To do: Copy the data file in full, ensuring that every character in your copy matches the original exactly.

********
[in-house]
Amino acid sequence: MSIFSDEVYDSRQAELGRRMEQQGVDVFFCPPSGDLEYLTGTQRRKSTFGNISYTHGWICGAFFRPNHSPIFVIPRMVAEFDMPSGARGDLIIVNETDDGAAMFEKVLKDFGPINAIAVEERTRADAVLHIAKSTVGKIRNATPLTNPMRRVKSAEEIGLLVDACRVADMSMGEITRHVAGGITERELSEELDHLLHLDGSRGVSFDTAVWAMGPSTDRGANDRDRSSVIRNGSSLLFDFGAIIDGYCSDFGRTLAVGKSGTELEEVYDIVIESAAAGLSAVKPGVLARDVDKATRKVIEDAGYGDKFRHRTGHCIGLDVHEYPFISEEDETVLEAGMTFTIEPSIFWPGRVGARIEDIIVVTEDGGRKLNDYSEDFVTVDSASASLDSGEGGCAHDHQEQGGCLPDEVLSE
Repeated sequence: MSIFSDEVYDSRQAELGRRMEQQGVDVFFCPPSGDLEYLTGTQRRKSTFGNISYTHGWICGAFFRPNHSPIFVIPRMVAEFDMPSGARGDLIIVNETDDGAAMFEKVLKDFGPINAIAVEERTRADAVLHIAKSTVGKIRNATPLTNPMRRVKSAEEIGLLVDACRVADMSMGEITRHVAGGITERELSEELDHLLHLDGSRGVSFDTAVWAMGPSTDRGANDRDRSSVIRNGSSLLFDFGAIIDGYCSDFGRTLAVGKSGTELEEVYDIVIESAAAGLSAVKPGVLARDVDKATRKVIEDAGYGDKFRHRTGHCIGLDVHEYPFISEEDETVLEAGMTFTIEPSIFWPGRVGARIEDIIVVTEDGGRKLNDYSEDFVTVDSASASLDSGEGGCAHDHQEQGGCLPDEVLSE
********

[in-house]
Amino acid sequence: MSIFSDEVYDSRQAELGRRMEQQGVDVFFCPPSGDLEYLTGTQRRKSTFGNISYTHGWICGAFFRPNHSPIFVIPRMVAEFDMPSGARGDLIIVNETDDGAAMFEKVLKDFGPINAIAVEERTRADAVLHIAKSTVGKIRNATPLTNPMRRVKSAEEIGLLVDACRVADMSMGEITRHVAGGITERELSEELDHLLHLDGSRGVSFDTAVWAMGPSTDRGANDRDRSSVIRNGSSLLFDFGAIIDGYCSDFGRTLAVGKSGTELEEVYDIVIESAAAGLSAVKPGVLARDVDKATRKVIEDAGYGDKFRHRTGHCIGLDVHEYPFISEEDETVLEAGMTFTIEPSIFWPGRVGARIEDIIVVTEDGGRKLNDYSEDFVTVDSASASLDSGEGGCAHDHQEQGGCLPDEVLSE
Repeated sequence: MSIFSDEVYDSRQAELGRRMEQQGVDVFFCPPSGDLEYLTGTQRRKSTFGNISYTHGWICGAFFRPNHSPIFVIPRMVAEFDMPSGARGDLIIVNETDDGAAMFEKVLKDFGPINAIAVEERTRADAVLHIAKSTVGKIRNATPLTNPMRRVKSAEEIGLLVDACRVADMSMGEITRHVAGGITERELSEELDHLLHLDGSRGVSFDTAVWAMGPSTDRGANDRDRSSVIRNGSSLLFDFGAIIDGYCSDFGRTLAVGKSGTELEEVYDIVIESAAAGLSAVKPGVLARDVDKATRKVIEDAGYGDKFRHRTGHCIGLDVHEYPFISEEDETVLEAGMTFTIEPSIFWPGRVGARIEDIIVVTEDGGRKLNDYSEDFVTVDSASASLDSGEGGCAHDHQEQGGCLPDEVLSE